Mon 22 Nov 2010 07:00:00 AM PST
Notes on publicity for projects
(updated 25 Jun 2011: link to notes on Jennifer Cloer talk)
(updated 21 Feb. 2011: followup)
With a little work, almost any open source project can have a better publicity operation than a venture-funded startup or a Fortune 500 corporation.
Companies still need to hire PR firms for managing access to confidential information and expensive resources. But if all the information and value that you provide is freely available anyway, you can handle the publicity task yourself.
These are my notes on some of the best practices from successful companies and open source projects. Not intended to be a comprehensive guide, just a few ideas.
People read, remember, and learn from stories, not facts.
The Free Software Foundation starts with a great story. Richard Stallman wanted to get the driver software for a printer, so that he could add a feature to notify the user whose job was in progress when the printer jammed. He asked for the source code, but couldn't get it. He didn't think it was right to do this to the users, so he began building a whole new software environment, where independently developed code and a new kind of license would protect some future programmer's ability to help future users.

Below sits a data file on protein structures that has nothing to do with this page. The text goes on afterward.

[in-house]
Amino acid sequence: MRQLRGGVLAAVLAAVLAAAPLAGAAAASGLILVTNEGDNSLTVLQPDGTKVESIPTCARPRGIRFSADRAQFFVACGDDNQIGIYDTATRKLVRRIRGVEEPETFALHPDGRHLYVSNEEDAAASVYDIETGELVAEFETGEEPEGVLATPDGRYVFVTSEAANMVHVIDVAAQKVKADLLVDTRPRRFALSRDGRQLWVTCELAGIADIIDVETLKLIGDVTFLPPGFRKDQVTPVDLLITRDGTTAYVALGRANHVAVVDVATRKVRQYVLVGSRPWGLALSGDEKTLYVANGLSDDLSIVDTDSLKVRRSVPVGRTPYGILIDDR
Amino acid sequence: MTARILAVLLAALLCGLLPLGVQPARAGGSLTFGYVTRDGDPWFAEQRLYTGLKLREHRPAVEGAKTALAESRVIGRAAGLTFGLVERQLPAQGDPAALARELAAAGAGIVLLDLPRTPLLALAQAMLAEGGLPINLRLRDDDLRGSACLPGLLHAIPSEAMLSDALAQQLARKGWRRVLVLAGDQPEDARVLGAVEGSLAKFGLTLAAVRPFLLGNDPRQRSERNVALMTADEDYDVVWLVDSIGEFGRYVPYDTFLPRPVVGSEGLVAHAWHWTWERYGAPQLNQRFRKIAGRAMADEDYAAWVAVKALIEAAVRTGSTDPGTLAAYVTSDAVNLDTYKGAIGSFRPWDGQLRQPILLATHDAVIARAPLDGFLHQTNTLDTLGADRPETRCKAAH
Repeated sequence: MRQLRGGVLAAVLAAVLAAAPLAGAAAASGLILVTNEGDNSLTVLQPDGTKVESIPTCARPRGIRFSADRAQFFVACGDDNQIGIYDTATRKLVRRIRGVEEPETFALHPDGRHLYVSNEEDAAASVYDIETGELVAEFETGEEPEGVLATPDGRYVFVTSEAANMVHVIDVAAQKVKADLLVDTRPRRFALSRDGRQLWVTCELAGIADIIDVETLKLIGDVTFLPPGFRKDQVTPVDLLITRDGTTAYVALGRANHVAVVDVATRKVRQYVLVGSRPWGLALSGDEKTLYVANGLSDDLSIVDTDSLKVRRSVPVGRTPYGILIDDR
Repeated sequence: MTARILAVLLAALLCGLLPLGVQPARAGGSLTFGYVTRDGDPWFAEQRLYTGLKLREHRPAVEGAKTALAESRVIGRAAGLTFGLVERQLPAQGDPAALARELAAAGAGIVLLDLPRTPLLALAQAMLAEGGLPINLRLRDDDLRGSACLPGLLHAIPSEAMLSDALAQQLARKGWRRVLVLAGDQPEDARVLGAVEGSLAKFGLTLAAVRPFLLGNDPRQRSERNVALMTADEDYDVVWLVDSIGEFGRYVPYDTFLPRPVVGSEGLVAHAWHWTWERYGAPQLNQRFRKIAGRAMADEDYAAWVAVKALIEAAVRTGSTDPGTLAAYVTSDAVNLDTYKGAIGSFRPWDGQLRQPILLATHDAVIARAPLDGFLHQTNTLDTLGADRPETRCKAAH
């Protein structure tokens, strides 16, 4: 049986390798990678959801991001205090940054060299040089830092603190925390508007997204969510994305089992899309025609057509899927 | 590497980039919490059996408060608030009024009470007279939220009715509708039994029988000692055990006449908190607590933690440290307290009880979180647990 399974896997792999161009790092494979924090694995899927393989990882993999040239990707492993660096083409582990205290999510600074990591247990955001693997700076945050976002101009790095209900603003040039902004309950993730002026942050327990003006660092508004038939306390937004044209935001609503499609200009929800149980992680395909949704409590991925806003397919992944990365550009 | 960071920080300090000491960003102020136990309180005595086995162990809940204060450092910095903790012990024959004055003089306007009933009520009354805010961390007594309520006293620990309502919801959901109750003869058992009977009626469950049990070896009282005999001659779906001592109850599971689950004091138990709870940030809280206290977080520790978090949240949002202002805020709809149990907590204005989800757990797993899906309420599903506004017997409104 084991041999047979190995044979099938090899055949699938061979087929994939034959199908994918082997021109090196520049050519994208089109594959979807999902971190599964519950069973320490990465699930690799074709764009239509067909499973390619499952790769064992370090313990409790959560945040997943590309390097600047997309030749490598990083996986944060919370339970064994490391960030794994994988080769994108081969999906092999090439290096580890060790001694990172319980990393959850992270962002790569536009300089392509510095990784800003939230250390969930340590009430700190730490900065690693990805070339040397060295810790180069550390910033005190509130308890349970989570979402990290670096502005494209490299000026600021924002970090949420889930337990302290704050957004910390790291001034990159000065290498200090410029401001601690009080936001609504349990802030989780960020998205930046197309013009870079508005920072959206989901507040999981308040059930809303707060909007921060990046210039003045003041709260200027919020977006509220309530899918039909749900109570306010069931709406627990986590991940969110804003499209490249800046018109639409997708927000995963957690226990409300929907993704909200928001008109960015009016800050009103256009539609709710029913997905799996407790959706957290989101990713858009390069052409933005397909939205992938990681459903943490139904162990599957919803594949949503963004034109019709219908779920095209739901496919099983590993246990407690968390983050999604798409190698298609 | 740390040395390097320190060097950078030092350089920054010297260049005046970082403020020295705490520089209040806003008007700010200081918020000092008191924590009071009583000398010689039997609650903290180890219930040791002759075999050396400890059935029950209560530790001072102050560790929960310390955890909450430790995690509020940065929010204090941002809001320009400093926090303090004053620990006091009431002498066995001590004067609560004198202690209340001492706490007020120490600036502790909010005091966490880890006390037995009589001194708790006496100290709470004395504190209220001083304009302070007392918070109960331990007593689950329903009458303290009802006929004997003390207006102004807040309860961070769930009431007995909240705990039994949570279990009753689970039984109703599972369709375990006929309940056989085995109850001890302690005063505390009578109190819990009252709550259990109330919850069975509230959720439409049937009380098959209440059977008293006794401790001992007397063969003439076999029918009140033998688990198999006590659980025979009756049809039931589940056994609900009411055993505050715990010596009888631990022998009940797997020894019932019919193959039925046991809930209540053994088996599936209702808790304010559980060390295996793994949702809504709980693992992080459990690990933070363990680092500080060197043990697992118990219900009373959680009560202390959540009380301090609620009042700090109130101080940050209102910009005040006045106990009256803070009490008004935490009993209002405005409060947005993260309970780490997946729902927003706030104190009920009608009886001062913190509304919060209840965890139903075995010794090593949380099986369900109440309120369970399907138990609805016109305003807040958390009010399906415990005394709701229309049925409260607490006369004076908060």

A longer telling of the story is For Want of a Printer in Free as in Freedom by Sam Williams. Of course, there's a moral to the story. Programmers want to help users, so it's wrong to put restrictions on software that would prevent some future programmer from making it more useful.
Plenty of Richard Stallman stories are more entertaining than the printer story. And Stallman himself has written carefully crafted essays where he explains the reasons for his software licensing strategy in much more detail. But people remember the printer story, and far more people can tell the printer story than can explain any of the other stuff. Famous companies and projects, like famous comic book characters, have powerful, often-retold, origin stories. Your origin story might start off kind of bland...
One day, Joe Hacker realized that some of his company's customers only used the web board to ask questions, and some only used the email lists. So he wrote a new piece of social software that worked seamlessly as a mailing list for the mailing list people, and a web board for the web board people. And they could all reply to any thread, and they had the best online discussion ever. The end.
Add enough detail to make it memorable. Maybe one of the web board users came up with a great way to make burgers, and one of the mailing list users posted recipes for homemade pickles and potato salad, and they all had the best cookout ever.
It's possible to come up with a false story, but it usually doesn't work. Darl McBride at The SCO Group had a weak case but a great story to go with it. And his PR person, Blake Stowell, did all the techniques correctly, but with incorrect facts. The result was a short-term pop in the stock, but a bankrupt company.